We have learned in recently-revealed private journals, which Mother Theresa had not wanted published and are now being published under the title Come Be My Light, that the little Albanian nun struggled with her faith as she ministered to the poor of India.
And that is big news? I speak with strong, godly believers almost every week who struggle, in some way, with faith. Some of those who have shared with me their struggles have been ordained ministers of the Gospel. The barrage of events that life is capable of bringing to us can quite literally bring us to our knees. In some way the release of Mother Theresa’s private notes have worked, perhaps to the chagrin of those who hoped that her private struggles would work to hurt Christianity, to bolster believers. For we see that saints are not impervious to hardship and spiritual attacks of the soul. In fact, the Apostle Paul revealed that he, too, struggled spiritually in the face of overwhelming opposition:
For we do not want you to be ignorant, brothers, of the affliction we experienced in Asia. For we were so utterly burdened beyond our strength that we despaired of life itself. Indeed, we felt that we had received the sentence of death (2 Corinthians 1:8, 9a ESV).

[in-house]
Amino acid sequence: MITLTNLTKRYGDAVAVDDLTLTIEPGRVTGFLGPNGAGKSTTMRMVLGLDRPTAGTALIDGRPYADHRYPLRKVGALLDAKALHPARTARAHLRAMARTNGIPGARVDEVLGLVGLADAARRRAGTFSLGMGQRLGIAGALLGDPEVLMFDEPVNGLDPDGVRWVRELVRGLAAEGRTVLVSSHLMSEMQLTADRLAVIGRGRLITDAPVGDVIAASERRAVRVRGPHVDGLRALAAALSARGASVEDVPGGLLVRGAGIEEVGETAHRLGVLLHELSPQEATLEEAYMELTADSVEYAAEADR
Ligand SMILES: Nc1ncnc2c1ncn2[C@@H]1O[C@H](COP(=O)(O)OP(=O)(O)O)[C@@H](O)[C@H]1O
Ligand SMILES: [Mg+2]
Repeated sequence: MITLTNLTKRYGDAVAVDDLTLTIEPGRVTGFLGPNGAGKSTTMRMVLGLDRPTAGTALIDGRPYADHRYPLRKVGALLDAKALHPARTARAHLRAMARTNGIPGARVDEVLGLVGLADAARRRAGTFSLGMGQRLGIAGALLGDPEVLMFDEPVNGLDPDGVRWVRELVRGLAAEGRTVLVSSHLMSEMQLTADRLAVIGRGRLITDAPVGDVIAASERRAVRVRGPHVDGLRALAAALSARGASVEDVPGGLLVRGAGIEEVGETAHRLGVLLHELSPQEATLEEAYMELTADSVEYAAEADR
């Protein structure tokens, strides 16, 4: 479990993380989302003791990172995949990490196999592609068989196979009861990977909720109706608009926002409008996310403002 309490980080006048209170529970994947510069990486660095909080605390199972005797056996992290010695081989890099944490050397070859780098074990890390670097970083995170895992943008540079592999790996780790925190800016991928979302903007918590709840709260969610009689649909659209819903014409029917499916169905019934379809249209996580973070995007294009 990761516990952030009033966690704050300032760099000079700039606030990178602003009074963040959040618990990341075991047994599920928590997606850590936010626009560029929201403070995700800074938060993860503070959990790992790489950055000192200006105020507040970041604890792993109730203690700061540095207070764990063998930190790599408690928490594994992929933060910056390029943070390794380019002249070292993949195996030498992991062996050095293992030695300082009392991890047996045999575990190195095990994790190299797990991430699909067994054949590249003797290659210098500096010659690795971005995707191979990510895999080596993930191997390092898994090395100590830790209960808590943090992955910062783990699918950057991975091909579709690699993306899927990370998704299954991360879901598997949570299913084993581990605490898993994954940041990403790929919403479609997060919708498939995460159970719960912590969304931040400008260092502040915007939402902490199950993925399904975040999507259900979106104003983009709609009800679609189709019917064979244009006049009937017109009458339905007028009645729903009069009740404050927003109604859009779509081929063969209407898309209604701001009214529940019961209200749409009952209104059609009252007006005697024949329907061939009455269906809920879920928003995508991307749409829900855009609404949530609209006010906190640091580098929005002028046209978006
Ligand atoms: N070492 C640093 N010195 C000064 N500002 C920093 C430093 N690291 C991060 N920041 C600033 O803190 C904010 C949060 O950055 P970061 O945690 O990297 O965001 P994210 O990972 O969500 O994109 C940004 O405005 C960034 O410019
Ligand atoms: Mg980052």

Moreover, our Savior, in the garden of Gethsemane, anguished under the unimaginable burden of becoming a sacrifice for the sins of the world.
The revelation that Mother Theresa had conflict in her soul about God’s presence in the midst of the seemingly God-abandoned heap of Calcutta’s desperate and dying masses does not disprove her faith but proves it all the more. I am not a Roman Catholic apologist, but I do see in this story the story of so many. And what I am sure of is that Mother Theresa believed in the resurrection of Jesus Christ. When I hear of people in our congregation and our community who struggle with faith in the vicissitudes of life, I also see you, like Abraham, believing, sometimes against all hope (Romans 4:18). I know that when we suffer to the point of agony and even feeling abandoned by God, we are becoming living instruments of worship and praise so that we can affirm the statement of Paul:
Indeed, we felt that we had received the sentence of death. But that was to make us rely not on ourselves but on God who raises the dead (1 Corinthians 1.9).
Jay Tolson, of U.S. News & World Report, put it right, I think, when he wrote:
“Teresa’s spiritual struggle may have been painfully long, but it was a struggle felt by most believers in an age of doubt and skepticism. In that sense, it was truly exemplary.”
And all God’s struggling saints said, “Amen!”
Jay Tolson, “Mother Teresa’s Struggle,” August 29, 2007, U.S. News & World Report.